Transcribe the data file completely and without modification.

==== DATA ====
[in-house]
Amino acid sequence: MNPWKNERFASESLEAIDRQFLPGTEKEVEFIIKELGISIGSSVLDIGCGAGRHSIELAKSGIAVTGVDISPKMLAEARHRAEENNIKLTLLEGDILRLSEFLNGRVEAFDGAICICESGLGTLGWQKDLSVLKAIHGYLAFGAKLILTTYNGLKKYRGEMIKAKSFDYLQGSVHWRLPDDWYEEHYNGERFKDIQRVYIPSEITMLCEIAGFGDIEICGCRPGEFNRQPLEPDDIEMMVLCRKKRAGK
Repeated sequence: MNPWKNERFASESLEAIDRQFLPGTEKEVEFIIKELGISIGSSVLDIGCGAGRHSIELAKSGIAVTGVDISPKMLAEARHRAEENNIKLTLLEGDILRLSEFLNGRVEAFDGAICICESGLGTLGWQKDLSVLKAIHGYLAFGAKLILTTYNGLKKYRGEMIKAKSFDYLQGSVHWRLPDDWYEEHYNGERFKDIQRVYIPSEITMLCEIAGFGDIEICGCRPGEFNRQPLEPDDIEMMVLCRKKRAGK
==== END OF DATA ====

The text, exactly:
[in-house]
Amino acid sequence: MNPWKNERFASESLEAIDRQFLPGTEKEVEFIIKELGISIGSSVLDIGCGAGRHSIELAKSGIAVTGVDISPKMLAEARHRAEENNIKLTLLEGDILRLSEFLNGRVEAFDGAICICESGLGTLGWQKDLSVLKAIHGYLAFGAKLILTTYNGLKKYRGEMIKAKSFDYLQGSVHWRLPDDWYEEHYNGERFKDIQRVYIPSEITMLCEIAGFGDIEICGCRPGEFNRQPLEPDDIEMMVLCRKKRAGK
Repeated sequence: MNPWKNERFASESLEAIDRQFLPGTEKEVEFIIKELGISIGSSVLDIGCGAGRHSIELAKSGIAVTGVDISPKMLAEARHRAEENNIKLTLLEGDILRLSEFLNGRVEAFDGAICICESGLGTLGWQKDLSVLKAIHGYLAFGAKLILTTYNGLKKYRGEMIKAKSFDYLQGSVHWRLPDDWYEEHYNGERFKDIQRVYIPSEITMLCEIAGFGDIEICGCRPGEFNRQPLEPDDIEMMVLCRKKRAGK